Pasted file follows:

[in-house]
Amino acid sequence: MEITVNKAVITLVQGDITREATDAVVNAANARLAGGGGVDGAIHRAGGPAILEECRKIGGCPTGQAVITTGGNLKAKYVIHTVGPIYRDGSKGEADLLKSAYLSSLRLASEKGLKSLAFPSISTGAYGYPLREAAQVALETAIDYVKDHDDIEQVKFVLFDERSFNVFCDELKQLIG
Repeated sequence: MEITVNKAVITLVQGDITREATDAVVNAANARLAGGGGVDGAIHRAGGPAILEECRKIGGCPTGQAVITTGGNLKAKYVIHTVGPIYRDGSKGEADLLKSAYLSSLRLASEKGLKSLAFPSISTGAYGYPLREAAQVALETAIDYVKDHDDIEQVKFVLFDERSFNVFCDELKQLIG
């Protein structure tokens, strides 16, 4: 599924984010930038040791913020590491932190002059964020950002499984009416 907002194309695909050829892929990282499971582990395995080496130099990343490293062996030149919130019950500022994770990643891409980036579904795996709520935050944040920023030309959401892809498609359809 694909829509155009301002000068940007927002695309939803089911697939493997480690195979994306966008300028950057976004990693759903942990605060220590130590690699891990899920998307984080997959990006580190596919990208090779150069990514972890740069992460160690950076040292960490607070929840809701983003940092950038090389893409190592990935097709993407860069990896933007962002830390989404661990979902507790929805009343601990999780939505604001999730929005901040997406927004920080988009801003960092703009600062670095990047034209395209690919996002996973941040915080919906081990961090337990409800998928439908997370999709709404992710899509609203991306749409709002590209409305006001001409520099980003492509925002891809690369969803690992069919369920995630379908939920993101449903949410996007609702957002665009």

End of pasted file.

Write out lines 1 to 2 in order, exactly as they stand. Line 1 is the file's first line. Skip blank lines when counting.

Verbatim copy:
[in-house]
Amino acid sequence: MEITVNKAVITLVQGDITREATDAVVNAANARLAGGGGVDGAIHRAGGPAILEECRKIGGCPTGQAVITTGGNLKAKYVIHTVGPIYRDGSKGEADLLKSAYLSSLRLASEKGLKSLAFPSISTGAYGYPLREAAQVALETAIDYVKDHDDIEQVKFVLFDERSFNVFCDELKQLIG